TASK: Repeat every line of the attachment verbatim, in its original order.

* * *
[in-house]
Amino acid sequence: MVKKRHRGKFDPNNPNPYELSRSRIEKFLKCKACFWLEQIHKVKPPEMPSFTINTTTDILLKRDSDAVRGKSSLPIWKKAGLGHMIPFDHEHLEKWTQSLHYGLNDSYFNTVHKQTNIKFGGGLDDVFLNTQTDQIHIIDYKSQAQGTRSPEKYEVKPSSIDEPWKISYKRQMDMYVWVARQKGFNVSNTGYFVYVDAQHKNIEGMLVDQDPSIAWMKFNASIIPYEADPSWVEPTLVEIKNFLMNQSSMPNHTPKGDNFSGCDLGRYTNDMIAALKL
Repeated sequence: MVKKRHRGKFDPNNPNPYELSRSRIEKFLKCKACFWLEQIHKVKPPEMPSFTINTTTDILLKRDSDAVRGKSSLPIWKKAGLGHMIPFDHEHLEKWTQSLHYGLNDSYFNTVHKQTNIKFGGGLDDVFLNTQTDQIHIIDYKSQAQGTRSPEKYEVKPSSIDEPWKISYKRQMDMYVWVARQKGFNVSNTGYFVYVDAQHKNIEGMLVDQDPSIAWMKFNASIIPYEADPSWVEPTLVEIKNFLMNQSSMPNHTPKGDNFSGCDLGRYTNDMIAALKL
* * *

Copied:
[in-house]
Amino acid sequence: MVKKRHRGKFDPNNPNPYELSRSRIEKFLKCKACFWLEQIHKVKPPEMPSFTINTTTDILLKRDSDAVRGKSSLPIWKKAGLGHMIPFDHEHLEKWTQSLHYGLNDSYFNTVHKQTNIKFGGGLDDVFLNTQTDQIHIIDYKSQAQGTRSPEKYEVKPSSIDEPWKISYKRQMDMYVWVARQKGFNVSNTGYFVYVDAQHKNIEGMLVDQDPSIAWMKFNASIIPYEADPSWVEPTLVEIKNFLMNQSSMPNHTPKGDNFSGCDLGRYTNDMIAALKL
Repeated sequence: MVKKRHRGKFDPNNPNPYELSRSRIEKFLKCKACFWLEQIHKVKPPEMPSFTINTTTDILLKRDSDAVRGKSSLPIWKKAGLGHMIPFDHEHLEKWTQSLHYGLNDSYFNTVHKQTNIKFGGGLDDVFLNTQTDQIHIIDYKSQAQGTRSPEKYEVKPSSIDEPWKISYKRQMDMYVWVARQKGFNVSNTGYFVYVDAQHKNIEGMLVDQDPSIAWMKFNASIIPYEADPSWVEPTLVEIKNFLMNQSSMPNHTPKGDNFSGCDLGRYTNDMIAALKL